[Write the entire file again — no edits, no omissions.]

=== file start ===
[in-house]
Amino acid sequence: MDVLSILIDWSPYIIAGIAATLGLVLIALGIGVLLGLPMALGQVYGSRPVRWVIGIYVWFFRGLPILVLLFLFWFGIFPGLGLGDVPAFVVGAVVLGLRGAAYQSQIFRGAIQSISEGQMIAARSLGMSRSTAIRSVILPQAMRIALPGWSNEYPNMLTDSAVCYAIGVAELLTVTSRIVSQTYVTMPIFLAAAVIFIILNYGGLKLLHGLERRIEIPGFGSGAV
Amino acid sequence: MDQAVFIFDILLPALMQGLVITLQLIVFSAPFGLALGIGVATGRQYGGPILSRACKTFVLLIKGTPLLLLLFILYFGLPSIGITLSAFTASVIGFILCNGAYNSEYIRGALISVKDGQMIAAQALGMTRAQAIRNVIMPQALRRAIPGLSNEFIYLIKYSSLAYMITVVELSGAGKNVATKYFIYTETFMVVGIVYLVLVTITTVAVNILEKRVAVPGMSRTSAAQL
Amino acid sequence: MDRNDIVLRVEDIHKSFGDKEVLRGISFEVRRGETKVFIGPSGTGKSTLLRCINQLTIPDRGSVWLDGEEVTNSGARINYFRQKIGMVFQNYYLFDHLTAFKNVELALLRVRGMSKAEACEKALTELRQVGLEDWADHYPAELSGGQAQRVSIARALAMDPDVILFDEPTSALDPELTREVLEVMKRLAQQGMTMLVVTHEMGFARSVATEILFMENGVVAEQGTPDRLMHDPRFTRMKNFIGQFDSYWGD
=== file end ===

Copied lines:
[in-house]
Amino acid sequence: MDVLSILIDWSPYIIAGIAATLGLVLIALGIGVLLGLPMALGQVYGSRPVRWVIGIYVWFFRGLPILVLLFLFWFGIFPGLGLGDVPAFVVGAVVLGLRGAAYQSQIFRGAIQSISEGQMIAARSLGMSRSTAIRSVILPQAMRIALPGWSNEYPNMLTDSAVCYAIGVAELLTVTSRIVSQTYVTMPIFLAAAVIFIILNYGGLKLLHGLERRIEIPGFGSGAV
Amino acid sequence: MDQAVFIFDILLPALMQGLVITLQLIVFSAPFGLALGIGVATGRQYGGPILSRACKTFVLLIKGTPLLLLLFILYFGLPSIGITLSAFTASVIGFILCNGAYNSEYIRGALISVKDGQMIAAQALGMTRAQAIRNVIMPQALRRAIPGLSNEFIYLIKYSSLAYMITVVELSGAGKNVATKYFIYTETFMVVGIVYLVLVTITTVAVNILEKRVAVPGMSRTSAAQL
Amino acid sequence: MDRNDIVLRVEDIHKSFGDKEVLRGISFEVRRGETKVFIGPSGTGKSTLLRCINQLTIPDRGSVWLDGEEVTNSGARINYFRQKIGMVFQNYYLFDHLTAFKNVELALLRVRGMSKAEACEKALTELRQVGLEDWADHYPAELSGGQAQRVSIARALAMDPDVILFDEPTSALDPELTREVLEVMKRLAQQGMTMLVVTHEMGFARSVATEILFMENGVVAEQGTPDRLMHDPRFTRMKNFIGQFDSYWGD